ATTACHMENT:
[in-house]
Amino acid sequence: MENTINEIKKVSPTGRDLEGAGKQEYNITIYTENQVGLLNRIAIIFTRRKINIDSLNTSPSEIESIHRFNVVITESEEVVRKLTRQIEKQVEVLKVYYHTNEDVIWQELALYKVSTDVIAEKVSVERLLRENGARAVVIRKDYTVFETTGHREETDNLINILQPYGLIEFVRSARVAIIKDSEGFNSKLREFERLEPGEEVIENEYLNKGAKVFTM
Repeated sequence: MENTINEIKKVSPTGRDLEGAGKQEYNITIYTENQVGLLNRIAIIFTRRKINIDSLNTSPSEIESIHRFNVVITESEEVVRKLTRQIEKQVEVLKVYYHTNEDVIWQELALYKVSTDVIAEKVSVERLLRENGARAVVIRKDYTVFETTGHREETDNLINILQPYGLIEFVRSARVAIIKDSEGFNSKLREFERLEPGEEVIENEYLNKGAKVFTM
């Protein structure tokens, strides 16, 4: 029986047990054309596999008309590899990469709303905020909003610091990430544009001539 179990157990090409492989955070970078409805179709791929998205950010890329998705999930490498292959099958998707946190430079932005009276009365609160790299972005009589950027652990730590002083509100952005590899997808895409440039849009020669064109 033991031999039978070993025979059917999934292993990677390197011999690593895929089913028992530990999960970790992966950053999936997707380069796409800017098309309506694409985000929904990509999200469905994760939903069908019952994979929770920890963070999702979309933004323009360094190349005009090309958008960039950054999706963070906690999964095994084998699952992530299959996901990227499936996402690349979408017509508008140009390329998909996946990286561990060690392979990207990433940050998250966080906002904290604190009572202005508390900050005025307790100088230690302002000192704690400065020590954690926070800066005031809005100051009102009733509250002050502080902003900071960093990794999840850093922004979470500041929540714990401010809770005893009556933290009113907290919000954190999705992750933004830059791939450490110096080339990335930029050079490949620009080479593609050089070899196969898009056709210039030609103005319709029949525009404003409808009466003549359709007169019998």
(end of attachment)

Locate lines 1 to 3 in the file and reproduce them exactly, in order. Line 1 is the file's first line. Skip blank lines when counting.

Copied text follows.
[in-house]
Amino acid sequence: MENTINEIKKVSPTGRDLEGAGKQEYNITIYTENQVGLLNRIAIIFTRRKINIDSLNTSPSEIESIHRFNVVITESEEVVRKLTRQIEKQVEVLKVYYHTNEDVIWQELALYKVSTDVIAEKVSVERLLRENGARAVVIRKDYTVFETTGHREETDNLINILQPYGLIEFVRSARVAIIKDSEGFNSKLREFERLEPGEEVIENEYLNKGAKVFTM
Repeated sequence: MENTINEIKKVSPTGRDLEGAGKQEYNITIYTENQVGLLNRIAIIFTRRKINIDSLNTSPSEIESIHRFNVVITESEEVVRKLTRQIEKQVEVLKVYYHTNEDVIWQELALYKVSTDVIAEKVSVERLLRENGARAVVIRKDYTVFETTGHREETDNLINILQPYGLIEFVRSARVAIIKDSEGFNSKLREFERLEPGEEVIENEYLNKGAKVFTM